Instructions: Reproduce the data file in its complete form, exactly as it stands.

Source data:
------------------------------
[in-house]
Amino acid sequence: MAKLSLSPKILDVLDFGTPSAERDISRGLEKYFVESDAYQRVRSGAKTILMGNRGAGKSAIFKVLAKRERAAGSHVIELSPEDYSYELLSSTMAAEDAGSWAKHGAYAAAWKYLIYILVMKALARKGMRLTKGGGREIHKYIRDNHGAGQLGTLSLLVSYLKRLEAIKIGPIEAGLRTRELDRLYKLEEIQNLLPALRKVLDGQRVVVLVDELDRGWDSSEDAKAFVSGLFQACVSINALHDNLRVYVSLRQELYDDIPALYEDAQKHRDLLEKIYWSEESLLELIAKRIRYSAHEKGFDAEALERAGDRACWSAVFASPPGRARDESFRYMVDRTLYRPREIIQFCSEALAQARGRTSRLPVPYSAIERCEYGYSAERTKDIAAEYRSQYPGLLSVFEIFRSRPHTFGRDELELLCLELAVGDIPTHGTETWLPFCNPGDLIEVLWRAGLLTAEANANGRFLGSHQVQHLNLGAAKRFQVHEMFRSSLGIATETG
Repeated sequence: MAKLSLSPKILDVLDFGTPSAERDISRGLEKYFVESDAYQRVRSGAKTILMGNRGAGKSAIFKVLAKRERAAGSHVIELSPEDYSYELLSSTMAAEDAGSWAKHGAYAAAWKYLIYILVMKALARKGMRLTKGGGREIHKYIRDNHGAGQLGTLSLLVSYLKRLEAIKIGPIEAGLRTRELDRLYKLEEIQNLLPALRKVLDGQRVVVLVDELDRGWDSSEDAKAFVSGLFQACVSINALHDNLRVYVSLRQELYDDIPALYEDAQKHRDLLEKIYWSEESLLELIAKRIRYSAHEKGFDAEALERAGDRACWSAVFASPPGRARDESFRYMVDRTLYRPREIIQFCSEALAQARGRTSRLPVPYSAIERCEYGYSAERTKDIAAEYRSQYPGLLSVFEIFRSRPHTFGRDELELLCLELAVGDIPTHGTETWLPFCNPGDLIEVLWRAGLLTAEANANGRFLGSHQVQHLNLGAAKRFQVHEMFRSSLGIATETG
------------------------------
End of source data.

[in-house]
Amino acid sequence: MAKLSLSPKILDVLDFGTPSAERDISRGLEKYFVESDAYQRVRSGAKTILMGNRGAGKSAIFKVLAKRERAAGSHVIELSPEDYSYELLSSTMAAEDAGSWAKHGAYAAAWKYLIYILVMKALARKGMRLTKGGGREIHKYIRDNHGAGQLGTLSLLVSYLKRLEAIKIGPIEAGLRTRELDRLYKLEEIQNLLPALRKVLDGQRVVVLVDELDRGWDSSEDAKAFVSGLFQACVSINALHDNLRVYVSLRQELYDDIPALYEDAQKHRDLLEKIYWSEESLLELIAKRIRYSAHEKGFDAEALERAGDRACWSAVFASPPGRARDESFRYMVDRTLYRPREIIQFCSEALAQARGRTSRLPVPYSAIERCEYGYSAERTKDIAAEYRSQYPGLLSVFEIFRSRPHTFGRDELELLCLELAVGDIPTHGTETWLPFCNPGDLIEVLWRAGLLTAEANANGRFLGSHQVQHLNLGAAKRFQVHEMFRSSLGIATETG
Repeated sequence: MAKLSLSPKILDVLDFGTPSAERDISRGLEKYFVESDAYQRVRSGAKTILMGNRGAGKSAIFKVLAKRERAAGSHVIELSPEDYSYELLSSTMAAEDAGSWAKHGAYAAAWKYLIYILVMKALARKGMRLTKGGGREIHKYIRDNHGAGQLGTLSLLVSYLKRLEAIKIGPIEAGLRTRELDRLYKLEEIQNLLPALRKVLDGQRVVVLVDELDRGWDSSEDAKAFVSGLFQACVSINALHDNLRVYVSLRQELYDDIPALYEDAQKHRDLLEKIYWSEESLLELIAKRIRYSAHEKGFDAEALERAGDRACWSAVFASPPGRARDESFRYMVDRTLYRPREIIQFCSEALAQARGRTSRLPVPYSAIERCEYGYSAERTKDIAAEYRSQYPGLLSVFEIFRSRPHTFGRDELELLCLELAVGDIPTHGTETWLPFCNPGDLIEVLWRAGLLTAEANANGRFLGSHQVQHLNLGAAKRFQVHEMFRSSLGIATETG